1a. Objectives (from AD-416):
This is a Standard Research and Extension Project (SREPs) bringing together scientists, economists, extension and industries in Hawaii and Oregon to: 1) investigate the potential of 'ohelo (Vaccinium reticulatum) an endemic Hawaiian berry as an ornamental potted plant, 2) establish sustainable 'ohelo berry production in Hawaii for culinary and value added products, 3) conduct critical economical analysis for objectives 1 & 2, 4) identify epidemiology, biology, host-pathogen interactions and management of potential fungal diseases that may impact sustainability.
1b. Approach (from AD-416):
Develop clonal production protocols for three selected ornamental clones through cuttings and tissue culture propagation; grow out evaluation at four elevations. Develop sustainable berry production using 'ohelo seedlings at four sites. Prepare feasibility analyses of 'ohelo as an ornamental and berry crop. Develop culinary and value added uses for 'Ohelo berries. Determine the etiology and management of fungal diseases of 'ohelo in Hawaii. Extension and technology transfer to stakeholders.
3. Progress Report:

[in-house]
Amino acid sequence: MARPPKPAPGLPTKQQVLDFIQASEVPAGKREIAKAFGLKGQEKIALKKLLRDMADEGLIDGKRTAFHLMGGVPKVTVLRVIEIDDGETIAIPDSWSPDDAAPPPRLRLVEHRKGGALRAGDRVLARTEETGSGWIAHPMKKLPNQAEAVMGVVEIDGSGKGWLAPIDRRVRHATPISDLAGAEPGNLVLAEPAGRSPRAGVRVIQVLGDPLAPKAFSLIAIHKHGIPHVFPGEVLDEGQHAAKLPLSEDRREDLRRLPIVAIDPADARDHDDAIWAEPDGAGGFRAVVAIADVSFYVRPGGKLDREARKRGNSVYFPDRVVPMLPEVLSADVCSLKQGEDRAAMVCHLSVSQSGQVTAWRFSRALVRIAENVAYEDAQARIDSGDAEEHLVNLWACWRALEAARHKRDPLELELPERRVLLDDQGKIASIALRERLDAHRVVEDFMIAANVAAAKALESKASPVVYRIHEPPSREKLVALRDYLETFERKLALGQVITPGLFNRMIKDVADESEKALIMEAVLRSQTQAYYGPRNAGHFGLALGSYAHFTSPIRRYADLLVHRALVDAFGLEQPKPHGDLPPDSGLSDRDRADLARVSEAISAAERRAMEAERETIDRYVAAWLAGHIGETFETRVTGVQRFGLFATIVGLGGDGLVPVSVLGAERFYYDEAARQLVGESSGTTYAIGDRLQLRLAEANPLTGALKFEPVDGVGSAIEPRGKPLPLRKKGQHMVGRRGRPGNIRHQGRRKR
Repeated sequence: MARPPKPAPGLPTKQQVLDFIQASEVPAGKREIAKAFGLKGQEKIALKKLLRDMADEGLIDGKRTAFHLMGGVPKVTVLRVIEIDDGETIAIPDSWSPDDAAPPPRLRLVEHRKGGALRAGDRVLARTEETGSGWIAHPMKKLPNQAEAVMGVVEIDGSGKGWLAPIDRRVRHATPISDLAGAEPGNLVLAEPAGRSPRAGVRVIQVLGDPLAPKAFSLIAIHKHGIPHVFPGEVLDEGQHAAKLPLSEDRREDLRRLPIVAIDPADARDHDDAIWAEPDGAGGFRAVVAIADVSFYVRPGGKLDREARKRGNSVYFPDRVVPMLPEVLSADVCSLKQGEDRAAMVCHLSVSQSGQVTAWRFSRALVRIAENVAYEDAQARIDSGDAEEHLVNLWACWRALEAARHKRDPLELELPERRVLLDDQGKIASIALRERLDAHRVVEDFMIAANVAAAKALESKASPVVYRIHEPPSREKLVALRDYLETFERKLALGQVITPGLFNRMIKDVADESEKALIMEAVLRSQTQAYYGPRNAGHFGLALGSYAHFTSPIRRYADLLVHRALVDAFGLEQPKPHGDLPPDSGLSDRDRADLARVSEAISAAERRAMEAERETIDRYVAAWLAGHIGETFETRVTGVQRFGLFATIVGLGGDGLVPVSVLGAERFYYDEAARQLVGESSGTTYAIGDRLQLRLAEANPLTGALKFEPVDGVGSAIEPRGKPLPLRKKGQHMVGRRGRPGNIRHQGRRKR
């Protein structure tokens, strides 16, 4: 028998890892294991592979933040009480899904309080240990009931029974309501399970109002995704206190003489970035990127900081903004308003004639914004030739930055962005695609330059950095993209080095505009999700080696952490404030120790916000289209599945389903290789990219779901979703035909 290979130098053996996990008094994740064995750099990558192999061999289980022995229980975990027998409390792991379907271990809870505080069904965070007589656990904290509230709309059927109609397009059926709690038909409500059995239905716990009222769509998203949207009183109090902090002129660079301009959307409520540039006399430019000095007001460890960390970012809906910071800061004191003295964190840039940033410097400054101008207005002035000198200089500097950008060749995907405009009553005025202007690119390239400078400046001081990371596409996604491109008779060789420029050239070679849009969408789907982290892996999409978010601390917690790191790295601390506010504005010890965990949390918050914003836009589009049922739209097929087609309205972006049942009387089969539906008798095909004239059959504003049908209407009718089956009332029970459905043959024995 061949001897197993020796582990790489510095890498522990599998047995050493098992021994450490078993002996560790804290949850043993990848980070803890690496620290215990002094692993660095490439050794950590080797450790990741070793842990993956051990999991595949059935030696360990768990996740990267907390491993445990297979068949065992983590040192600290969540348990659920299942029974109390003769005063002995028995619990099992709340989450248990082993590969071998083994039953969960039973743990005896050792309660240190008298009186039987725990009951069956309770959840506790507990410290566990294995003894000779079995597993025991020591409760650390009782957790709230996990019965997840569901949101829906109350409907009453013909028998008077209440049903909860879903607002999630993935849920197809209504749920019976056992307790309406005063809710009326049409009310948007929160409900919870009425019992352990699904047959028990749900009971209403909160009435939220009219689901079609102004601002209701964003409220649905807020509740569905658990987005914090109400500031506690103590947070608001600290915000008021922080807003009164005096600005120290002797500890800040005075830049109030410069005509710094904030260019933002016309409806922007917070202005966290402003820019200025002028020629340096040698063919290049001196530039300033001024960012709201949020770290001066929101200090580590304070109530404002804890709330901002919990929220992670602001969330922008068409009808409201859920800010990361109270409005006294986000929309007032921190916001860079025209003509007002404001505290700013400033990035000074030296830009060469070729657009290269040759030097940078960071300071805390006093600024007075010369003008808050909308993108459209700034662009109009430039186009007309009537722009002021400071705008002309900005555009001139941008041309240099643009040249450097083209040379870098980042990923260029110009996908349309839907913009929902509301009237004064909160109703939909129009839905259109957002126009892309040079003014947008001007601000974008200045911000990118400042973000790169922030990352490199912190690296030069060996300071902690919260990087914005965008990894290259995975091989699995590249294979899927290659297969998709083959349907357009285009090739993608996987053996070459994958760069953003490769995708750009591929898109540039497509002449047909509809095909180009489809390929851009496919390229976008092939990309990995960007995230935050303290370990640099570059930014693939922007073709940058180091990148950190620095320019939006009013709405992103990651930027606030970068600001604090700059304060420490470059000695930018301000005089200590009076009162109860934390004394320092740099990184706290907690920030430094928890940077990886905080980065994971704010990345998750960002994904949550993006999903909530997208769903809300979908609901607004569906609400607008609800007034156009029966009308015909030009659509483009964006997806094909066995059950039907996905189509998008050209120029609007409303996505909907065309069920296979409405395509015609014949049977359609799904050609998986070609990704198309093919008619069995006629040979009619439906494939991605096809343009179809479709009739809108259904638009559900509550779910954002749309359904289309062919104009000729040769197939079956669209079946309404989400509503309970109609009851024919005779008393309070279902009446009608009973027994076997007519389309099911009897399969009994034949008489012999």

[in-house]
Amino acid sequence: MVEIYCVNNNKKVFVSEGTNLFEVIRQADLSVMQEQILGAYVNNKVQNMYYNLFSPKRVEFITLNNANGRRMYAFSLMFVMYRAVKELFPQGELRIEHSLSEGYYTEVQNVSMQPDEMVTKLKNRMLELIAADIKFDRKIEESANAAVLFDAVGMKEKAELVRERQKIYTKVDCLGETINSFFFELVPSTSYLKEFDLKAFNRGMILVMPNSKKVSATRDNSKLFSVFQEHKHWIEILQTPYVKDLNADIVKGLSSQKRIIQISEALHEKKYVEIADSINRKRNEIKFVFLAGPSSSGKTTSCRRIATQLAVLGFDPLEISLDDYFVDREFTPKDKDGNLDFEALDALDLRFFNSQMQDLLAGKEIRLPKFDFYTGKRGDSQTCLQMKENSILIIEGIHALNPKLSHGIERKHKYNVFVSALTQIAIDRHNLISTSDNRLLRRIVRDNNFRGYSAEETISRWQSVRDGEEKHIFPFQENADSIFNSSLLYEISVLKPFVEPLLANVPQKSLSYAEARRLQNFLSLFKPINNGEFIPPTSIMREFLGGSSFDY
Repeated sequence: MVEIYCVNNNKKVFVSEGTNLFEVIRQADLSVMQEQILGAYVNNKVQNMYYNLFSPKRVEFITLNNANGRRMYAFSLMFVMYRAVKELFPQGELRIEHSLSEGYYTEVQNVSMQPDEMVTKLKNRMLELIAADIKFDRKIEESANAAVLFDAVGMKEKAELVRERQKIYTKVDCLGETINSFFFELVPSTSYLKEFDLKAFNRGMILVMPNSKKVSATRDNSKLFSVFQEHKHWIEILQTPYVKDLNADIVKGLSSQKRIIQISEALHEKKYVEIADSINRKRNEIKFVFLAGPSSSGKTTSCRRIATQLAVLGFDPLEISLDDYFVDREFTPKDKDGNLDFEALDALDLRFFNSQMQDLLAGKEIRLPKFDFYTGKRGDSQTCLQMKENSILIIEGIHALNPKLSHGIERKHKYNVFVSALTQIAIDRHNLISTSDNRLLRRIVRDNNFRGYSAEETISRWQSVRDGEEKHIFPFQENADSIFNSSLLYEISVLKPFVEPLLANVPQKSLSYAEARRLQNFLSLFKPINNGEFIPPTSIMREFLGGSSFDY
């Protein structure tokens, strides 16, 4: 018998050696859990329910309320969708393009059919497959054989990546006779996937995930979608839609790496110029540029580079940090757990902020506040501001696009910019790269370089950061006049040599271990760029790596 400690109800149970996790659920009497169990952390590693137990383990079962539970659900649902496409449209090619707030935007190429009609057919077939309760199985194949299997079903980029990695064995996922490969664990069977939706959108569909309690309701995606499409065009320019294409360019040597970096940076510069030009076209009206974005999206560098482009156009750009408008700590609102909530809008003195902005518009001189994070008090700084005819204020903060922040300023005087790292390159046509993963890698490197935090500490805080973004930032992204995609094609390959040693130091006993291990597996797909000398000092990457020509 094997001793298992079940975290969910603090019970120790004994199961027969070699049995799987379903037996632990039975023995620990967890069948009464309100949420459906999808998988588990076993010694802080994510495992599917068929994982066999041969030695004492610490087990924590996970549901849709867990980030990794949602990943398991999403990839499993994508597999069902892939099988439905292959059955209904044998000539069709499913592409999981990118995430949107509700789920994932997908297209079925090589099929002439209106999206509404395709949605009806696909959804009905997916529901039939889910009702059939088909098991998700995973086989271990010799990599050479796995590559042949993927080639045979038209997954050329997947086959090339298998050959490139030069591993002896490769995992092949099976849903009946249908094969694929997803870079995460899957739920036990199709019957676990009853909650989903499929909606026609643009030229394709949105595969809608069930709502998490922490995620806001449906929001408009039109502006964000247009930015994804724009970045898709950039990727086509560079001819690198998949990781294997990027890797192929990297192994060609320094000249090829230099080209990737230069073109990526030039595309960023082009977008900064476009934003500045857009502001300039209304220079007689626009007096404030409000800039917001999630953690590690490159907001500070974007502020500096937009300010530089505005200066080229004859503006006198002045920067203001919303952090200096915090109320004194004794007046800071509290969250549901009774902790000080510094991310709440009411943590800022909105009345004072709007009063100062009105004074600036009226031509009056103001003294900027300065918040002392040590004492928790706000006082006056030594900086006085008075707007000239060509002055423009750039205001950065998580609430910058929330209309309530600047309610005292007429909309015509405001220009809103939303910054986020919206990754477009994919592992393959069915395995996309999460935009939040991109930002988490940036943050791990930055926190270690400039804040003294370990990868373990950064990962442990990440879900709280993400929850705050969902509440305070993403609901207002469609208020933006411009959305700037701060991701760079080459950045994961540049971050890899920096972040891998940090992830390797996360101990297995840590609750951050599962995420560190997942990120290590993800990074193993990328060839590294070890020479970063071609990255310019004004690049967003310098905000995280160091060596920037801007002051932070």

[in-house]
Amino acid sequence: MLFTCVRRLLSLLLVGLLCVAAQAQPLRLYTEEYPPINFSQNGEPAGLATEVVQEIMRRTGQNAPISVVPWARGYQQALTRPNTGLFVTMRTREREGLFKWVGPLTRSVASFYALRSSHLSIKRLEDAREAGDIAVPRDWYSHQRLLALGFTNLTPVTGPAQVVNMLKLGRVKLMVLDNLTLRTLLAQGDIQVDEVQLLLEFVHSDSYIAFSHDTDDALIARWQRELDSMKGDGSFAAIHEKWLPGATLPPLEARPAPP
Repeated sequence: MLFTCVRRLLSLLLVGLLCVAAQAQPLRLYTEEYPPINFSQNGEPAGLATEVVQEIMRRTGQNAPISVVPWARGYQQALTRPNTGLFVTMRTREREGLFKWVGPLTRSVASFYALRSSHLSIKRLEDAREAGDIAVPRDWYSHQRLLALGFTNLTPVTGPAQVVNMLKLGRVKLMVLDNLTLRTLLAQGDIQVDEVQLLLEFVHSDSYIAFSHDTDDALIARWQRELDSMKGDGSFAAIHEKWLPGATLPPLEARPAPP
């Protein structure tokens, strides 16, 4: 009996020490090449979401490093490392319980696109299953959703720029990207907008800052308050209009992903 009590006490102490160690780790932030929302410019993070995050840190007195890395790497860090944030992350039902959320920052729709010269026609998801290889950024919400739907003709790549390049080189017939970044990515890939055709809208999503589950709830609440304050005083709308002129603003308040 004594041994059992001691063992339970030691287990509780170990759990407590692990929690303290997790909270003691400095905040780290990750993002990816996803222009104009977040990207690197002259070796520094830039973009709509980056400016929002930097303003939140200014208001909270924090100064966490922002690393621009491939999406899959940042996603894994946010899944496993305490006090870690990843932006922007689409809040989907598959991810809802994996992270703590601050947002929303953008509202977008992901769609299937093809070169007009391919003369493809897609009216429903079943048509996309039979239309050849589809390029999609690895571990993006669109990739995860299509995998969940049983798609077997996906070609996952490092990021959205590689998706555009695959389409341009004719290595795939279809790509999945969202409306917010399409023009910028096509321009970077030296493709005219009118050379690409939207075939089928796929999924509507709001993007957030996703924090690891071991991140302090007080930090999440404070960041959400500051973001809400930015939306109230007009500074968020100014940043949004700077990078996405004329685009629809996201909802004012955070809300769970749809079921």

Developed germination and propagation protocol for ohelo from seeds, cuttings and tissue culture to mature plants; identified best management practices including media, fertilizer, temperature, light, canopy training, insect and disease controls at three elevations in Hawaii, which contributes to objective 1 of the in-house project. Information disseminated via University of Hawaii Extension publications. Seeds, plants and educational materials were distributed free of charge at 11 meetings to interested farmers and nurserymen. Developed seed based berry production protocols using container culture with proper medium, irrigation and fertilizers at three locations. In 2010, berry production at the Volcano nursery reached 50 lb. cumulative yield from fifty 3 year old plants in 2 gal. containers. Selected and released two varieties based on ornamental potential such as shape and color of new foliage and berry yield in two growing seasons. Streamlined in vitro propagation and conservation protocol at the Oregon repository and the technology was transferred to a commercial tissue culture laboratory/nursery in Oregon; nursery ready plugs of the two ohelo are available to the public since 2007 from the enterprise. Total cost estimated by allocating all costs by space and time varies considerably by nursery; the total cost at the Volcano research trial was $4.57 for each 3.5” container (12 month cycle) and $7.47 for each 6 inch container (18 m). Ohelo plants were sold at The Big Island Association of Nurserymen’s Annual Scholarship Plant Sale (via a Non-Funded Cooperative Agreement). We collected feedback from 100 customers and most believed there is a potential for ohelo as an ornamental potted plant. The USDA, ARS, PBARC Hilo and the University of Hawaii Cooperative Extension Service conducted eleven grower-cooperator events between 7/1/09 to 8/31/10, recruited 9 grower-cooperators. Two lowland ohelo selections may have resulted by the grower’s efforts. In June 2011, a nursery at Volcano purchased 3,000 tissue cultured ‘Kilauea’ and ‘Red Button’ plugs from Oregon for berry and plant production. These activities support objectives 1 & 2 to strategically expand and improve collection, evaluation and distribution of genetic resources and information. Selected and released two cultivars, ‘Kilauea’ and ‘Red Button’ for berry production and as an ornamental potted plant through USDA/ARS, Technology Transfer Office(TTO). Co-operators at Corvallis repository established: (1) molecular fingerprinting of the released cultivars and compared to other Vaccinium species; the molecular fingerprinting is important in germplasm identification & verification. (2) Streamlined commercial tissue culture production of ohelo. (3) Developed long-term cryogenic storage of vegetative and seed samples. (4) Produced the first nutrient analysis of ohelo to explore future usage of ohelo beyond value added specialty products. The nutrient analysis of ohelo identified similarity of most anthocyanins to cranberry with exception of lower peonidin in Ohelo. Ohelo is a rich source of phenolics, and proanthocyanidins in the range of cranberry, and a close ohelo relative V. calycinum, (tree ohelo) in Hawaii had 10 times higher proanthcyanidins than cranberry. Proanthocyanidins with A-type linkages have been associated with preventing adhesion of P-fimbriated uropathogenic Escherichia coli to uroepithelial cells in humans. Identified environmental and management influence on ohelo qualities in production. The cooler temperature (<68°F) at higher elevations are preferred by ohelo growth and production, the temperature promotes red color development in young leaves. The color of young ohelo leaves are maroon when grown in warmer climates and are more susceptible to powdery mildew infection. Identified preference of four tephritid fruit flies to ohelo berries by USDA, ARS entomologist and developed rust and powdery mildew leaf disk and growth chamber trials for rapid screening of potential resistance among four genotypes and a seedling population. Accession N09-16 is less susceptible to powdery mildew than the other lines. ‘Kilauea’ has the best overall attributes and is more tolerant to powdery mildew than ‘Red Button’ and seedlings. Etiology of a causal agent of stem and root rot of ohelo berry was determined as Calonectria. All these activities relate to the parent project objective 3 to characterize and evaluate.